“Accentuation signals” in English

Unlike in English speaking countries, here in Brazil it is very common to have names with accents. My own name is an example of it: Túlio. In my case, in letter u we have an accentuation signal ...
22
votes
6answers
11k views

What is the name of the symbols “<” and “>”?

I know that ^ is called a caret, but this doesn't seem to apply to the similarly shaped but nonetheless different < and > symbols. The only names I've heard them called is the less-than sign and ...
1
vote
2answers
70 views

How to mark a stressed vowel in a text?

I write an article containing many Russian names and surnames, and sometimes it is important to specify which vowel is stressed (e.g. to distinguish Baskov from Baskov). In Russian we put an accent ...
1
vote
2answers
228 views

Correct use of endash in range of minutes

I am currently working as a web developer, and will occasionally be asked to update a website. A "client" just send me an update containing this text: A 15-30-minute waiting-period is required ...
0
votes
1answer
69 views

Use of a hyphen when using a noun as an adjective

In my academic work (physics), I often use a noun as an adjective, and this seems to be a common practise to avoid long sentences. For instance sphere packing stands for packing made of spheres. Is ...
1
vote
2answers
178 views

Bold type and commas

This is a bold statement, but this is normal. The first clause is written in bold. Should the comma be bold or not?
6
votes
3answers
478 views

Should thin spaces be used between numerals and units

After starting to use the siunitx package for typesetting units (and the numerals before the units) in LaTeX, I noticed that it typesets a single space between a numeral and a unit (a space that is ...
12
votes
4answers
823 views

Principles in the use of letters 'b', 'u' and 'v' in Early Modern English typography

I have been reading a medical book by one late surgeon Thomas Gale. I was wondering the following mix-up of letters 'u','v' and 'b'. This states: "to have the cure of". Letter 'u' is used in the ...
1
vote
2answers
329 views

When to pronounce # for pound, sharp, hash or hashtag? [duplicate]

How to pronounce # in a proper way? Currently, I know it's used to pronounce "pound" in US English, "hash" in British English, "sharp" for C#--a programming language, and number sign to list items. ...
2
votes
1answer
124 views

Has “Extraordinary” Ever Been Spelled with an A-O Ligature?

For example, instead of spelling it as extraordinary, you would write it as extrꜵrdinary. This also applies to its derivations, such as instead of extraordinaire, you would write extrꜵrdinaire. I'm ...
19
votes
2answers
3k views

Was the “Ye Olde Shoppe” ever used or is it just an ancient-looking construct of modern times?

Surely, if I were the owner of a shop selling archery goods and wanted to portray my shop as some kind of old-fashioned, high-quality traditional outlet, I might be tempted to call it “Ye Olde Archery ...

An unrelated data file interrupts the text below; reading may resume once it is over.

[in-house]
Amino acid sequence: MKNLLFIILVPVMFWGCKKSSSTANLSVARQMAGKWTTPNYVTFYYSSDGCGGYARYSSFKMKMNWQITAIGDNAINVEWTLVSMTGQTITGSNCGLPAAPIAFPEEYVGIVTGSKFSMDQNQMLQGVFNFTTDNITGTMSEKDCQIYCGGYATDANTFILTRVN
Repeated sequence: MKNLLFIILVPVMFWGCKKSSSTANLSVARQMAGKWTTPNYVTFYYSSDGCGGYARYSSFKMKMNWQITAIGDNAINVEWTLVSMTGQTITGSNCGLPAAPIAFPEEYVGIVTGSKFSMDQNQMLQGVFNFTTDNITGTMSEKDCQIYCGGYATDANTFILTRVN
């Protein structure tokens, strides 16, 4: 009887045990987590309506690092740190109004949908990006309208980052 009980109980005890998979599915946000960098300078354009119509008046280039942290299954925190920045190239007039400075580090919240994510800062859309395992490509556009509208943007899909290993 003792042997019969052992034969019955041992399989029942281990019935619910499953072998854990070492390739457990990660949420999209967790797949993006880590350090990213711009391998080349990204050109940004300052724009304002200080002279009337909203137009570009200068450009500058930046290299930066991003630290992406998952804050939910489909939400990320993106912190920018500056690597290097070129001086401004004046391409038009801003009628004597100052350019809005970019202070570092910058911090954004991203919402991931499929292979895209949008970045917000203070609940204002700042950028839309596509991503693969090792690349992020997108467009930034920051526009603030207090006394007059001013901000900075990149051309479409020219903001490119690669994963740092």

11
votes
4answers
7k views

Why is “de facto” often written in italic?

Often when I see "de facto" written somewhere it is in italic. For example: LaTeX website: LaTeX is a high-quality typesetting system; it includes features designed for the production of ...
2
votes
2answers
373 views

What are the different ways of highlighting (or emphasising) words in English typography? [closed]

I know the following techniques are used for words in print : Italics, Underline, Bold, ALL-CAPS, Change-Of-Font, Enclosing-In-Single-Quotes, Enclosing-In-Double-Quotes, Change-Of-Colour, & ...
10
votes
3answers
875 views

If a “tittle” sits atop an “i” or a “j” (“ı” or “ȷ”), then where do “jots” sit?

In the KJV translation of Matthew 5:18, it reads: For verily I say unto you, Till heaven and earth pass, one jot or one tittle shall in no wise pass from the law, till all be fulfilled. If a ...
8
votes
6answers
12k views

Is there an alternative, one-word name for the question mark?

Is there an alternative name for the question mark? For example, the exclamation point is often called a bang, the number symbol is called a pound sign or sharp symbol and the asterisk symbol is ...
14
votes
3answers
806 views

What is it called when a letter is within another letter?

What is it called when a letter is within another letter? For example, the letter O within the letter L: Edit: Or the first C in the Coca-Cola logo: Does this arrangement of type have a name?
0
votes
1answer
193 views

How to handle non-standard capitalization in formal letters

I am writing a letter to apply for entry into a graduate-level university program through my company. I am struggling on how to write the name of the company in the letter. The company's trademark is ...
217
votes
15answers
31k views

How many spaces should come after a period/full stop?

In the past — or at least, when I was in elementary school — periods/full stops were followed by two spaces. Lately, it's become more and more common to see just one space. In the modern ...
2
votes
2answers
480 views

Arabic numerals vs their corresponding English words in scientific research paper [duplicate]

This question is different from Why do English writers avoid explicit numerals?, as it is about the usage in a physics research paper. Basically, I am not sure when to use Arabic numerals and when to ...
37
votes
5answers
24k views

Capitalisation of nouns in English in the 17th and 18th centuries

It seems to have been common practice in the 17th and 18th centuries in Britain to capitalise the first letters of nouns in English, e.g. At which Time he prov'd himself the Noah's Dove, that ...
27
votes
3answers
14k views

Ye olde english alphabet question: Any other letters lost besides thorn, edh, and yogh?

According to this link, we are missing (in Modern English) at least three letters that used to be in common use in English. These are thorn, edh, and yogh. Are there others that were clearly in the ...
8
votes
3answers
1k views

Is the word “formulæ” valid English?

Is the word formulæ, written with an æ at the end, valid in English? I stumbled upon this apparently plural form of formula in the Wiktionary. I had no idea the letter æ could occur in English. Does ...
6
votes
4answers
385 views

Is it acceptable to use a single hyphen as a dash (as the BBC does)?

Is it acceptable to use a single hyphen as a dash (as the BBC does)? Example from BBC News: Venezuela - a major oil producer - has been heavily affected by the fall in oil prices on ...
1
vote
1answer
78 views

Proper way to include a single character in a sentence, “V,” 'V,' or italic? [closed]

What is the proper way to include a single character within a sentence, double quotation marks, single quotation marks, or italicize it? For example, should it be: The man's face resembled a "V." ...
11
votes
3answers
13k views

What's the most appropriate name for non-italicized text: “roman” or “upright”?

Let's say I am reviewing galley proofs, and the author has written some text in italics which shouldn't be. Would I write: “please typeset this word in roman” or “please typeset this word upright”? If ...